God, where to begin?
I just… can’t believe I have only one more month left here and then I’m off to Seoul. This has been the single, most eye-opening-see-how-this-small-world-works-and-learn-more-than-I-probably-ever-wanted-to-know-about-myself experience so far (okay, so I went a little hyphen-happy… oops, there it is again).
Emotions were running high back in January, after welcoming my soldier home from Iraq, then getting married, then spending 10 amazing days together, only to be separated again… gah. Talk about pulling at your heart strings. With all the ups and downs, it’s astonishing what the heart can endure.
Welcome home, Captain. Marry the love of your life. Everything is right with the world. Bliss beyond anything I’ve ever imagined. Gain a new amazing family. Cherish every moment. Say goodbye to the new husband. Get on the plane. Put one foot in front of the other. Keep breathing. Don’t fall apart.
After arriving in Saigon the next morning… I remember standing in my hotel room, Freaking Out (the kind that warrants capitalization). I’m seriously talking a ’what-the-hell-am-I-doing-here-I’m-way-in-over-my-head’ kind of freaking out. I’ve never experienced this before. And so then I started freaking out even more because it was like, ’what the hell IS this craziness?!’ So I guess I started freaking out about Freaking Out (wait, what? gah… nevermind).
Here I was, all by myself, in this 3rd world Communist country… so far removed from anyone or anything familiar. I’d never before felt so completely alone. I’ve always considered myself highly adaptable, because I’ve lived in so many different places, so often… traveling was never a big deal to me. To up and move to an entirely different part of the world was routine. And here I was, experiencing this strange Freakout Session and not quite understanding why. So I start giving myself a pep talk: ’Jen, why are you freaking out? You’re a veteran, a world-traveller, why is this any different?’
I remember feeling like I could pace myself in circles, boring a hole right through the earth that would take me all the way back to the US.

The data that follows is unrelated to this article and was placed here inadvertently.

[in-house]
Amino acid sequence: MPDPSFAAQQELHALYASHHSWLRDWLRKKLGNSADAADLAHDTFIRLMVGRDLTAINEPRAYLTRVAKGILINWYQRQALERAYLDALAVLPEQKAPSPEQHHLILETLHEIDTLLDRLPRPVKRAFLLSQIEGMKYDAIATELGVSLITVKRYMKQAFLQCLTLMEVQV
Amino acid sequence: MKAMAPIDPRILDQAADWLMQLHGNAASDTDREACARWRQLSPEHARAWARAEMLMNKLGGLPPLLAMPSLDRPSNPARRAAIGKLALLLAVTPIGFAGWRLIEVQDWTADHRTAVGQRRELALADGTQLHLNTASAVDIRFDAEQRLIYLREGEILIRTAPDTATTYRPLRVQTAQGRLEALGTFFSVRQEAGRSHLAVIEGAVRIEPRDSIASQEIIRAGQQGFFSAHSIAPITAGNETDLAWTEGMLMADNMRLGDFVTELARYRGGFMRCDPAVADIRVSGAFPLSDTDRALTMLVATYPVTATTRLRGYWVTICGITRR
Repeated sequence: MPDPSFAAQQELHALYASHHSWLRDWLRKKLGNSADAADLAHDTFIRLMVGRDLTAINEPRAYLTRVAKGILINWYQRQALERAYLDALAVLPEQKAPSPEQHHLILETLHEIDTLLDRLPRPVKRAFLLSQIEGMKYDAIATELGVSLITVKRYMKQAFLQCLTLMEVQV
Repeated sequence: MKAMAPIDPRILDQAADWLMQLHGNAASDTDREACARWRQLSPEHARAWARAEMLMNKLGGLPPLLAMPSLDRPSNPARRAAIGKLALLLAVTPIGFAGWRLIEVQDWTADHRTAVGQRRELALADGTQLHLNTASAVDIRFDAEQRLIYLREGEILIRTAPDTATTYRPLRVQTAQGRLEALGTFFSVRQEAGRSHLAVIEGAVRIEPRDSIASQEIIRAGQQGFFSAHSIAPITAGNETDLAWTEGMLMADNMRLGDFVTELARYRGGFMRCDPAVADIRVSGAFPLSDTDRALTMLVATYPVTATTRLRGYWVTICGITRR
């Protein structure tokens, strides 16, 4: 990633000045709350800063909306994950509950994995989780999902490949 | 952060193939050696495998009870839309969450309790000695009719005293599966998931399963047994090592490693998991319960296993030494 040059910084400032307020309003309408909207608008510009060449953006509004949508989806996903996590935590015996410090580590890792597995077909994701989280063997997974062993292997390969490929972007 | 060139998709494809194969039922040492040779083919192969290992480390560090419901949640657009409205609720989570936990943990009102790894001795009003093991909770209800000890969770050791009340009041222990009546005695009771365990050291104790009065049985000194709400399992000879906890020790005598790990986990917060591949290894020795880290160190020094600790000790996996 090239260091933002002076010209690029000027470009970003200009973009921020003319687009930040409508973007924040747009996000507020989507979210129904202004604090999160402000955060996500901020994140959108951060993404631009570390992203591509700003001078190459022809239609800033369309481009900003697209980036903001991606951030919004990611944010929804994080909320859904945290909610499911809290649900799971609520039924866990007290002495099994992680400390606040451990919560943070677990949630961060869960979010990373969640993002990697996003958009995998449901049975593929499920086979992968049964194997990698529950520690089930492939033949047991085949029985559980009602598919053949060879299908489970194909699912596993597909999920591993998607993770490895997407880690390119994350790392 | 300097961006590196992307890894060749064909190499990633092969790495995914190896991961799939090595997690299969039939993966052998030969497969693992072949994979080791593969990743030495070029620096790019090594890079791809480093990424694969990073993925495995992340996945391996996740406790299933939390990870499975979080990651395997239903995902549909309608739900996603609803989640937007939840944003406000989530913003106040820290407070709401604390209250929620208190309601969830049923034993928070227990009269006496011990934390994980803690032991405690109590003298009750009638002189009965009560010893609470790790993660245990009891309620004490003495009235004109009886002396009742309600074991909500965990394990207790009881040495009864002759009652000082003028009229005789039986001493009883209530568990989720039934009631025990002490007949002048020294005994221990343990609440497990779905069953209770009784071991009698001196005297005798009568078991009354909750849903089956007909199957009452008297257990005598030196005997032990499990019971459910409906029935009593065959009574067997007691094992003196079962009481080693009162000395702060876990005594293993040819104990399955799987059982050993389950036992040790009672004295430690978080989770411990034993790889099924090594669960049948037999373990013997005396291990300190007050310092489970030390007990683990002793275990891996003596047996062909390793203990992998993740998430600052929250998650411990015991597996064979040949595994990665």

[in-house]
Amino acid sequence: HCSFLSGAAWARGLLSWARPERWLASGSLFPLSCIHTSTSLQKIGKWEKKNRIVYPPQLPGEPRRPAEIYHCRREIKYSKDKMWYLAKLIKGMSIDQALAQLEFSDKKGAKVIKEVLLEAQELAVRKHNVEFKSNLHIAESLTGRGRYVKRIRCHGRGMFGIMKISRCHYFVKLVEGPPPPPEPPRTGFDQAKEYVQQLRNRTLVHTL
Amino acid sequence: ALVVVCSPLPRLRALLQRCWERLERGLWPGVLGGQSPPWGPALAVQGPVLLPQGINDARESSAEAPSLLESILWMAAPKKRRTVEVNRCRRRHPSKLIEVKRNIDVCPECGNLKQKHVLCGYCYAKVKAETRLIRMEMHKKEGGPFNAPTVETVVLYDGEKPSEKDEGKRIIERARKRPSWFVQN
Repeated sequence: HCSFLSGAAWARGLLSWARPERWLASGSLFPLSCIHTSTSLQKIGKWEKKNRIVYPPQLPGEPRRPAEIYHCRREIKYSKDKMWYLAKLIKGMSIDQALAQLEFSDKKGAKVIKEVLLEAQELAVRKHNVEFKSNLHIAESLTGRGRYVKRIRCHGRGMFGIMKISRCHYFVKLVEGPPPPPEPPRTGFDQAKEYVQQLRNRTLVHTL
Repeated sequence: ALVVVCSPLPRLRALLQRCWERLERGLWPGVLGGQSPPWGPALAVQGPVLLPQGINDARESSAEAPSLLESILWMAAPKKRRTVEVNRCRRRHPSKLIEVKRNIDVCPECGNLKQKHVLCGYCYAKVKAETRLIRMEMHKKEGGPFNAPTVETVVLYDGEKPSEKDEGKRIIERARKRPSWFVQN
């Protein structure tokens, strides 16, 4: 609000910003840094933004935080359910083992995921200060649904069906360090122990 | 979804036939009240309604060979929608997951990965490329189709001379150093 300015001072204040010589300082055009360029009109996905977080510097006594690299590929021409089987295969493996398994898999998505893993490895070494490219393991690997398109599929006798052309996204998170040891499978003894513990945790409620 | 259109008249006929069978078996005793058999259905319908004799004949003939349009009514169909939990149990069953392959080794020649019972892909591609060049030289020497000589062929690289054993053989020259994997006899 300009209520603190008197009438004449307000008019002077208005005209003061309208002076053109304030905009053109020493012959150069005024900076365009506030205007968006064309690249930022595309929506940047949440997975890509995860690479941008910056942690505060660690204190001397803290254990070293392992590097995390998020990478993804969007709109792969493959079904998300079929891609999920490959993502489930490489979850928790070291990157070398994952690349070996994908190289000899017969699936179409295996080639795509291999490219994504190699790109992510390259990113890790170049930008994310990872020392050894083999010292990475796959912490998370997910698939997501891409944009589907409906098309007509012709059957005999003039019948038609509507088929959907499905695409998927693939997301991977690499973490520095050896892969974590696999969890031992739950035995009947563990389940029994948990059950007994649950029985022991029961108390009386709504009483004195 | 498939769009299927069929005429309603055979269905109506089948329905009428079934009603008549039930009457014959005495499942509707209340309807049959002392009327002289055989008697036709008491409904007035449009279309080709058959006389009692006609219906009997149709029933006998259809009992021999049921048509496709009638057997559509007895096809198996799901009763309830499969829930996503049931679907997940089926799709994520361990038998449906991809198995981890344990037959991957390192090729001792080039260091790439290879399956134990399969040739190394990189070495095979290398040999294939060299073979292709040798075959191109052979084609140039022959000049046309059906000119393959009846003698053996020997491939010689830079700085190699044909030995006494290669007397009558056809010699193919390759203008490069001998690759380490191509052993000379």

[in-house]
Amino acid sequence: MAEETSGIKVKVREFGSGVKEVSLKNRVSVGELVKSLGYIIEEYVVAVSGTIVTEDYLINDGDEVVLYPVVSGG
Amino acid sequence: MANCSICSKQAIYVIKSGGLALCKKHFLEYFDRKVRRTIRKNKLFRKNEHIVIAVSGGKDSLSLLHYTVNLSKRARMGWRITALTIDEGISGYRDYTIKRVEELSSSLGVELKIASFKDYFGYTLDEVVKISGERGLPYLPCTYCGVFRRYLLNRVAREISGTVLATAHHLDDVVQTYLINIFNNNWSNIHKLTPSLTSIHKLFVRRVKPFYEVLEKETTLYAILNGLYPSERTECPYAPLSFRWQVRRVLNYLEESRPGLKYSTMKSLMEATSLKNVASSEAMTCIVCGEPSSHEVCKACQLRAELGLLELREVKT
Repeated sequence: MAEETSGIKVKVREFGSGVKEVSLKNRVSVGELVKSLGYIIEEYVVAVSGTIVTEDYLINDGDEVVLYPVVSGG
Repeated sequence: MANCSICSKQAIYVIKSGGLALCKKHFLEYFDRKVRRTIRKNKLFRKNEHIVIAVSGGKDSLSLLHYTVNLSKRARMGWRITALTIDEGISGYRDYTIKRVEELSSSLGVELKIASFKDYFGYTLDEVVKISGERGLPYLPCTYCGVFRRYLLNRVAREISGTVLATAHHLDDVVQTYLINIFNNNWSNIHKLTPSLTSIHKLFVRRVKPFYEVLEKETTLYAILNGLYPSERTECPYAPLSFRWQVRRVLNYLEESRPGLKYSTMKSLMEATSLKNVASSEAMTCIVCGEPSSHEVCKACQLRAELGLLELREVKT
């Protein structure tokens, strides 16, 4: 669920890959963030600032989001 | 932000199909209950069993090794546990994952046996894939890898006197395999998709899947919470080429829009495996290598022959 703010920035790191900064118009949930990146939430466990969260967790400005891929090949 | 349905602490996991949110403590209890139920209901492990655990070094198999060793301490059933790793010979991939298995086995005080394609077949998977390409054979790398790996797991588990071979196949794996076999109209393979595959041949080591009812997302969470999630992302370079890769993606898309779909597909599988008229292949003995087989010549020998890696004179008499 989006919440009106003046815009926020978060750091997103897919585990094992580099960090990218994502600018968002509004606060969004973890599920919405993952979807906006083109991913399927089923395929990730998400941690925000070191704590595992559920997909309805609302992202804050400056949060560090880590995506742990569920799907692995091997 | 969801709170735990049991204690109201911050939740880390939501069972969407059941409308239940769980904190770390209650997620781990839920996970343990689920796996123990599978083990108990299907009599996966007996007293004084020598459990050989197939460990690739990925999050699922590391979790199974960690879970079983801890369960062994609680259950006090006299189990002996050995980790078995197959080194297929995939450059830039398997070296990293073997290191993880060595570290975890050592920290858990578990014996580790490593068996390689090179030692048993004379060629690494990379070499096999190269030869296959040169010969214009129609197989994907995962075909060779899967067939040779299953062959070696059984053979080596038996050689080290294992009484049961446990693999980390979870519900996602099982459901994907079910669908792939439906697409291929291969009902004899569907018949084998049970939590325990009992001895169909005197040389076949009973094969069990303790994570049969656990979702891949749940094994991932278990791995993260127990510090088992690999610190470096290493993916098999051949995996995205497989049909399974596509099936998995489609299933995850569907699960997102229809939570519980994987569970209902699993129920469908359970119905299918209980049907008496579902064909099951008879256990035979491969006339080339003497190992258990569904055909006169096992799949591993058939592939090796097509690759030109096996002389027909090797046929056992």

So I thought, ’okay, focus on one thing… just ONE thing at a time. Take a shower. You can do that. Piece of cake. Just ONE thing. Take off your clothes, turn on the water, open the shower door, and get in.’
This is how jarring an experience it was… to have to talk myself through such a mundane task was frightening.
After allowing myself some time to adjust to my new life, I was ready to go out and see everything I could. I wandered the streets of Ho Chi Minh City, forcing myself to ’sight-see’. Then I went back to my hotel room and didn’t leave it except to play the shows at night. I was beginning to realize that no matter how beautiful the cymbidium orchids looked, or how incredible the food tasted, nothing meant anything because I didn’t have anyone to share it with. If I happened by something amazing, I couldn’t point and say, ’hey, isn’t that amazing?’ and the other person say, ‘yeah, pretty amazing.’
I started realizing that it’s not things, but people that matter. I also started questioning my ambition. I thought, ’if I’m feeling so depressed about this whole thing, and it’s everything I’ve ever asked for, am I really an artist? I am finally able to play music, make a decent living, but I would give it all up in a heartbeat, to be with Adam. What kind of artist does that make me? I’m a fraud. Who am I? My entire life has been driven by this one passion, and now that I’m forced to question that? Whoa. I’m in deep trouble.’
I’ve learned that there are two primary choices in life: to accept the conditions as they exist, or to accept the responsibility for changing them. So I forced myself to get over myself and start living like a normal human being again.
Okay, so cut to present-day. I’m fully adapted and rediscovering the joy of music again. Every night I play is a blessing. Every night I get to meet someone who has been listening is a blessing. I’m experiencing Saigon as I should have 2 months ago. I’m still missing Adam, but I’m taking everything in, letting it affect me, change me, mold me into a more multi-faceted person.
I know this must sound like I’m complaining. I’m not. This has been, so far, a chapter in my life that I could never have imagined for myself. It’s a once-in-a-lifetime opportunity to be able to see the world like this, all the while playing music every night. I really am so thankful for this opportunity. It just took me a second to take advantage of it.
I have one more month left here and I’m taking it for all its worth.